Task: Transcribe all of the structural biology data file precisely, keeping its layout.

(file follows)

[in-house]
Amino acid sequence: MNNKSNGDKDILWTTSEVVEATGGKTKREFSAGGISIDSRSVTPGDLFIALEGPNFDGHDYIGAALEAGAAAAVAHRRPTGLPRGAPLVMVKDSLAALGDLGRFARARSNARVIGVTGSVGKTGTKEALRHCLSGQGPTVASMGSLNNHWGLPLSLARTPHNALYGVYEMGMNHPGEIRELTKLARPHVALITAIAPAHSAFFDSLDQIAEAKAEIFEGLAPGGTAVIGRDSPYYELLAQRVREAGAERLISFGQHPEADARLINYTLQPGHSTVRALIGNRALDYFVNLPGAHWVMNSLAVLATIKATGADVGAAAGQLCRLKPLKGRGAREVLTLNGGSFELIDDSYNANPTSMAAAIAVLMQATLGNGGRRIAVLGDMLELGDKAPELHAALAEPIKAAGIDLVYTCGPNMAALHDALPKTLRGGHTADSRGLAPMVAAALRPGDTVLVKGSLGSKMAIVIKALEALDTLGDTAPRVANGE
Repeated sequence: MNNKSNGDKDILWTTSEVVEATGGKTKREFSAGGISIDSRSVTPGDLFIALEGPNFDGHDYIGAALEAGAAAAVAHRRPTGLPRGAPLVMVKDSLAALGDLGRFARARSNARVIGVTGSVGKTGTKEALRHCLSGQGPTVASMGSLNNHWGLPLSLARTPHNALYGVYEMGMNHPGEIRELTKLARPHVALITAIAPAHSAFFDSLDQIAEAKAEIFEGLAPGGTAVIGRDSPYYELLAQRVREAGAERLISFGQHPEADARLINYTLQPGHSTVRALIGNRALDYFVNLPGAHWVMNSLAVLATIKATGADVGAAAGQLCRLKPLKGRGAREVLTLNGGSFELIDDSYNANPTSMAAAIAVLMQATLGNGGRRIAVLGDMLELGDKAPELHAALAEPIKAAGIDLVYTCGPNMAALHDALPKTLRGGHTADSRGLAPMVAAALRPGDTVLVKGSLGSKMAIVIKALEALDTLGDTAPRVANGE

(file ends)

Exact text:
[in-house]
Amino acid sequence: MNNKSNGDKDILWTTSEVVEATGGKTKREFSAGGISIDSRSVTPGDLFIALEGPNFDGHDYIGAALEAGAAAAVAHRRPTGLPRGAPLVMVKDSLAALGDLGRFARARSNARVIGVTGSVGKTGTKEALRHCLSGQGPTVASMGSLNNHWGLPLSLARTPHNALYGVYEMGMNHPGEIRELTKLARPHVALITAIAPAHSAFFDSLDQIAEAKAEIFEGLAPGGTAVIGRDSPYYELLAQRVREAGAERLISFGQHPEADARLINYTLQPGHSTVRALIGNRALDYFVNLPGAHWVMNSLAVLATIKATGADVGAAAGQLCRLKPLKGRGAREVLTLNGGSFELIDDSYNANPTSMAAAIAVLMQATLGNGGRRIAVLGDMLELGDKAPELHAALAEPIKAAGIDLVYTCGPNMAALHDALPKTLRGGHTADSRGLAPMVAAALRPGDTVLVKGSLGSKMAIVIKALEALDTLGDTAPRVANGE
Repeated sequence: MNNKSNGDKDILWTTSEVVEATGGKTKREFSAGGISIDSRSVTPGDLFIALEGPNFDGHDYIGAALEAGAAAAVAHRRPTGLPRGAPLVMVKDSLAALGDLGRFARARSNARVIGVTGSVGKTGTKEALRHCLSGQGPTVASMGSLNNHWGLPLSLARTPHNALYGVYEMGMNHPGEIRELTKLARPHVALITAIAPAHSAFFDSLDQIAEAKAEIFEGLAPGGTAVIGRDSPYYELLAQRVREAGAERLISFGQHPEADARLINYTLQPGHSTVRALIGNRALDYFVNLPGAHWVMNSLAVLATIKATGADVGAAAGQLCRLKPLKGRGAREVLTLNGGSFELIDDSYNANPTSMAAAIAVLMQATLGNGGRRIAVLGDMLELGDKAPELHAALAEPIKAAGIDLVYTCGPNMAALHDALPKTLRGGHTADSRGLAPMVAAALRPGDTVLVKGSLGSKMAIVIKALEALDTLGDTAPRVANGE